Technologies expected to converge with AR
Similar to the mobile revolution, AR’s future will likely not be dictated by falling prices, smaller form factors or faster performance. They may help in the ubiquitous adoption of AR, but relying on these metrics to predict the future of AR will likely miss the greater market opportunity. It’s only when we start to imagine what the combination of AR and industrial IoT, machine earning and 3D printing, among others, that we can begin to truly see its future potential.
Industrial IoT. Augmented reality and the industrial Internet of Things (IIOT) will most likely be the first to converge. AR device adoption is happening in the enterprise space at a faster pace than the consumer space (with the exception of Pokémon Go). And similar to how consumer connectivity created value with the smartphone, enterprise connectivity will provide an information layer that’s expected to extend the value of AR devices.
As enterprises begin to rapidly develop connected infrastructure, from manufacturing to logistics, and ultimately to the consumer, massive amounts of data are being collected and used for analysis. AR can provide a “data to human interface,” allowing workers, managers and executives to see the world augmented with a rich dataset.
Enterprise resource planning, warehouse management and even electronic health record systems will be able to connect a workforce to its surrounding environment, whether a factory, warehouse or hospital—workers will be able to see information projected onto their environment. Eventually, the value will likely be driven upstream, as well into concepting, design, layout and other knowledge worker tasks, connecting the digital world to the physical one through connected data ecosystems.
Machine learning. Machine learning is expected to be an important convergence for AR, as well. We’ll need to figure out the best user interface for what amounts to a more hands-free experience. Just as the keyboard was an important innovation in desktop or laptop computing and touchscreens were the key to mobile devices—machine learning may play a big role in AR interfaces.
Moving from type to touchscreen is a great example of how new interfaces require novel UI. Machine-learning-enabled speech-to-text, as well as text-to-speech, could become important innovations in AR.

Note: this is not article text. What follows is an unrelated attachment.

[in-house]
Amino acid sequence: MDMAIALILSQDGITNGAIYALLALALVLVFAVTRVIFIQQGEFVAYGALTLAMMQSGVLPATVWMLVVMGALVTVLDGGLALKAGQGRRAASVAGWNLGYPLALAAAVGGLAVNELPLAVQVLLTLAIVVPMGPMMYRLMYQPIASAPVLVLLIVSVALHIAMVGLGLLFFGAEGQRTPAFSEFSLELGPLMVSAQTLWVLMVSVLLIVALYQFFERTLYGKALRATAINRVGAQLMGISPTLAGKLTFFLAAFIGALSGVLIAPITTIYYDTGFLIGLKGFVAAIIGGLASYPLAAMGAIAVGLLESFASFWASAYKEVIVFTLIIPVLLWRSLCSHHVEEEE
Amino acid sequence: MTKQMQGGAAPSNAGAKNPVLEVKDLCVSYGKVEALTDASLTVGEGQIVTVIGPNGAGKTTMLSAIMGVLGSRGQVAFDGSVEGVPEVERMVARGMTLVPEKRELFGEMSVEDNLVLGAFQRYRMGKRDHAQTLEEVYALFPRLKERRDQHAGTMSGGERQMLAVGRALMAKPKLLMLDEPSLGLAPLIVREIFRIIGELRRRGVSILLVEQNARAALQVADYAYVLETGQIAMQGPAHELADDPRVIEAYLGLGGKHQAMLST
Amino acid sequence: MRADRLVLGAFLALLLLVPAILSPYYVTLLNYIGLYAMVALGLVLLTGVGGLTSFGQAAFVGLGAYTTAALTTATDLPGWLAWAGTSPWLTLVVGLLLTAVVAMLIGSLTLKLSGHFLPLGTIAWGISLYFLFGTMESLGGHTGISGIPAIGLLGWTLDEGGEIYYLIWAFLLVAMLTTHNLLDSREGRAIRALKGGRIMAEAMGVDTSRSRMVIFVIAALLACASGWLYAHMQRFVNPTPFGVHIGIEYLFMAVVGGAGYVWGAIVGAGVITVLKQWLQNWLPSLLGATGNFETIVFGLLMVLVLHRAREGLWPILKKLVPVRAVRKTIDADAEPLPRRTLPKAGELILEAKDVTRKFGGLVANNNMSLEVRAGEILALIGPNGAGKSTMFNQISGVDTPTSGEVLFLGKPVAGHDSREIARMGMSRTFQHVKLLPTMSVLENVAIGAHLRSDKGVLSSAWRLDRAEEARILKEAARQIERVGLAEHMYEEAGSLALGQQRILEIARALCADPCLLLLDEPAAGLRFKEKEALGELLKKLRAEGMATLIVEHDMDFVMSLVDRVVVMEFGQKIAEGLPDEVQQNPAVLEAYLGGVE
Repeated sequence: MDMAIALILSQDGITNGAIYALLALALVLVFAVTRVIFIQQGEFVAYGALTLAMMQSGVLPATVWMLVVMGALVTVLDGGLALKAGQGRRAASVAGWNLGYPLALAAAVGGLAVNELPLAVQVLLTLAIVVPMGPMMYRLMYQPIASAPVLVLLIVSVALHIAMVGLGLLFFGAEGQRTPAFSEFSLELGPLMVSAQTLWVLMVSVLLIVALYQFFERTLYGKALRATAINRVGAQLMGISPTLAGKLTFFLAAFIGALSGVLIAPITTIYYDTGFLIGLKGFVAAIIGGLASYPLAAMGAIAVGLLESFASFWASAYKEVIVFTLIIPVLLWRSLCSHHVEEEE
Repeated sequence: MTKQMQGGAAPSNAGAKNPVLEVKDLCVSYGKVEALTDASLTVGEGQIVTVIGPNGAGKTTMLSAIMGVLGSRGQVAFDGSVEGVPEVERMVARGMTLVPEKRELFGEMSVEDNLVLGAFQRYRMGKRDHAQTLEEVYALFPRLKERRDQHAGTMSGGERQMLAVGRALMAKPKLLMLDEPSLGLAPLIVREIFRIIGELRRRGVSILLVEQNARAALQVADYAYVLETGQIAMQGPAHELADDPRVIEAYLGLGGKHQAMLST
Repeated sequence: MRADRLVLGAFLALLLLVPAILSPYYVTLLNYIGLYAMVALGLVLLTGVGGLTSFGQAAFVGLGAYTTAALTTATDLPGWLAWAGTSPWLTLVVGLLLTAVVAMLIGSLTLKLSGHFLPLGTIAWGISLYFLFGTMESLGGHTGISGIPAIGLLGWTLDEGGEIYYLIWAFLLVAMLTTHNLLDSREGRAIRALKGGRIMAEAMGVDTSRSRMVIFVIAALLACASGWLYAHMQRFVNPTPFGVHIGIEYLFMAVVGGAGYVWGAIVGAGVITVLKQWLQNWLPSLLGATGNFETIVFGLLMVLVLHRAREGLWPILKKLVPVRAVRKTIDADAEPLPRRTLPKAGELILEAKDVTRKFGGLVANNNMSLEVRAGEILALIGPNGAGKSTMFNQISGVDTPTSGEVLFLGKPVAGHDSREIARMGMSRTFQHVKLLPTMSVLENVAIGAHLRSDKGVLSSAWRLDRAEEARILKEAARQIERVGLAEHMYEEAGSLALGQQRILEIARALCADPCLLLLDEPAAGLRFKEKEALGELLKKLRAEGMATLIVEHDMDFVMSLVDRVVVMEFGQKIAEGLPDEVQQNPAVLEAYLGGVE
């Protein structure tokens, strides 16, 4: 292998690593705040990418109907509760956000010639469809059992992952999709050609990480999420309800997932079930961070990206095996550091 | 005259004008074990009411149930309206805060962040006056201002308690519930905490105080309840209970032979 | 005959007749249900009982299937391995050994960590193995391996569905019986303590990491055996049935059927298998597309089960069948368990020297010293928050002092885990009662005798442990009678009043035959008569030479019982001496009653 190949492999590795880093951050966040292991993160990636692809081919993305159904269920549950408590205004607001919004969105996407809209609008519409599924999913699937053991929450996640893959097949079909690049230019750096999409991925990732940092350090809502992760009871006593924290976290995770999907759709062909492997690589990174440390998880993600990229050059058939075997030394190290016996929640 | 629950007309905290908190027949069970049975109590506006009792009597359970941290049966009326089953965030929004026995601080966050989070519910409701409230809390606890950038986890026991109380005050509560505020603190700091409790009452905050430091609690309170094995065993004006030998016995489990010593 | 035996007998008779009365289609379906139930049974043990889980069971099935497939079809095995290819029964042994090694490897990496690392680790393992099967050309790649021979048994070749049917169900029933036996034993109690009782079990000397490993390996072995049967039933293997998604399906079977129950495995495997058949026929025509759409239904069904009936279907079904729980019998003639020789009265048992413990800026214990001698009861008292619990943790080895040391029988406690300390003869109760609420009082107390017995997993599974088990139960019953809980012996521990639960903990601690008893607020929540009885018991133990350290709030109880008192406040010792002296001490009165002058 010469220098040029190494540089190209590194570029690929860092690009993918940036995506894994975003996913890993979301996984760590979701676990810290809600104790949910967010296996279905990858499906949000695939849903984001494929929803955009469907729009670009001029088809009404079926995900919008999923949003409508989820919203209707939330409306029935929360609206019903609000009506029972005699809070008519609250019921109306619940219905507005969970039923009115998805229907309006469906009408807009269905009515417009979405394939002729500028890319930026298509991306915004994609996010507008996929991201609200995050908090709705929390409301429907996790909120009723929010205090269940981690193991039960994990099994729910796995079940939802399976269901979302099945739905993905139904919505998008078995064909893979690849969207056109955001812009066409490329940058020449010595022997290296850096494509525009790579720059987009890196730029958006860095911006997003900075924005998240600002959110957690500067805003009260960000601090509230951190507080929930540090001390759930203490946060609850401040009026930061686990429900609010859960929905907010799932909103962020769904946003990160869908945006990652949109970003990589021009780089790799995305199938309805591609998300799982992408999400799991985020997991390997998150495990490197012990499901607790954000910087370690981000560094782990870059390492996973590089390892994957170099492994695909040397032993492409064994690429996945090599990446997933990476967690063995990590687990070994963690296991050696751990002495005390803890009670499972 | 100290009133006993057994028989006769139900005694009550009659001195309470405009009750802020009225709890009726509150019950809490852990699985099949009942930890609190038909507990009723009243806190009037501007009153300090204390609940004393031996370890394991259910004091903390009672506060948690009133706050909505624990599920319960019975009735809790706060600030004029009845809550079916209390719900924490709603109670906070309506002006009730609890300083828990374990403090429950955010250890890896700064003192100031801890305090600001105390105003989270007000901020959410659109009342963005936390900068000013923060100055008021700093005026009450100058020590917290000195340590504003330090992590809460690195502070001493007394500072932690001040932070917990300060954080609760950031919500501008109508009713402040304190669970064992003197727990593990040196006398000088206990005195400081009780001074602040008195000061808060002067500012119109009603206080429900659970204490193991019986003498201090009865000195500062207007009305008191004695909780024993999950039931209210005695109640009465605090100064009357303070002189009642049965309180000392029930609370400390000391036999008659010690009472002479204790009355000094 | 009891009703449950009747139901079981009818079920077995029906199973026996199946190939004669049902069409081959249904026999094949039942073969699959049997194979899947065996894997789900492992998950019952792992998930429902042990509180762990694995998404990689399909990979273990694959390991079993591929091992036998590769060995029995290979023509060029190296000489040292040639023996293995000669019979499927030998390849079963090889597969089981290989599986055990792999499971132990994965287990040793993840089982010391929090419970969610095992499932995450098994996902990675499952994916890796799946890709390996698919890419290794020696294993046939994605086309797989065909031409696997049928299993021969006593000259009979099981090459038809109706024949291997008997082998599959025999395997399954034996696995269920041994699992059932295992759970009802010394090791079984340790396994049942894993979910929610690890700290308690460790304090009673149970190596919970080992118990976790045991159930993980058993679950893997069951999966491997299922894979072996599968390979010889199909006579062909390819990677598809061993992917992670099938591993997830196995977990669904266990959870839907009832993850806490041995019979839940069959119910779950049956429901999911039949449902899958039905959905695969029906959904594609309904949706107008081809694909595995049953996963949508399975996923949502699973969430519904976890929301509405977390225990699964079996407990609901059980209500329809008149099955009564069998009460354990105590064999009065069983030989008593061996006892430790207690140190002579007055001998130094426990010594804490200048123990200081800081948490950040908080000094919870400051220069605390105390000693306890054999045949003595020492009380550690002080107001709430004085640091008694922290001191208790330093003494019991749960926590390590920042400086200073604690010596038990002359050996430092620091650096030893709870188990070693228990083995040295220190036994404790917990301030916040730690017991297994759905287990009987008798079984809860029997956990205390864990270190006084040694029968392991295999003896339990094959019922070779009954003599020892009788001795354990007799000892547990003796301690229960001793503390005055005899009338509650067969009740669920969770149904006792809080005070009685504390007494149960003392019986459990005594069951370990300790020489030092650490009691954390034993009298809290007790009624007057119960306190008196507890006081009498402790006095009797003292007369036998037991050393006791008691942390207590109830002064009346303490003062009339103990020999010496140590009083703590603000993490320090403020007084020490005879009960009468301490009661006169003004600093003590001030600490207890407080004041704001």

Our devices should understand the way we move, talk and touch. Data around user behavior will likely be extremely valuable, opening up markets to capture, transmit, store and utilize.
3D printing. 3D printing is an exploding market in industrial manufacturing, with unique potential benefits for complexity, performance and physical properties. However, specific 3D printing tools for modeling can be confusing for engineers trained on traditional design software for 2D monitors.
Often, the unique design requirements of complex 3D structures are not well suited for existing software tools. Crafting, editing and visualizing models with AR will help bridge the cognitive gap between engineer and design, removing the degrees of separation between designer and product that currently exist today (i.e., keyboard, mouse, 2D screen, interface), and enable the designer to directly interact with the product in an intuitive, creative way.
Don't get caught underestimating AR’s potential
While there are technological hurdles to cover in stereoscopic processing, display technology, form factor and even social stigma, the future of AR does not lie in the headset, but the “headset and…”
Simply looking at AR and hypothesizing about its value is not sufficient.
Most of the opportunity around hardware innovation lies in emergent value. How AR technologies interface, integrate and converge with other future innovations will help unlock the multi-billion-dollar potential of what may initially seem like just a clunky device.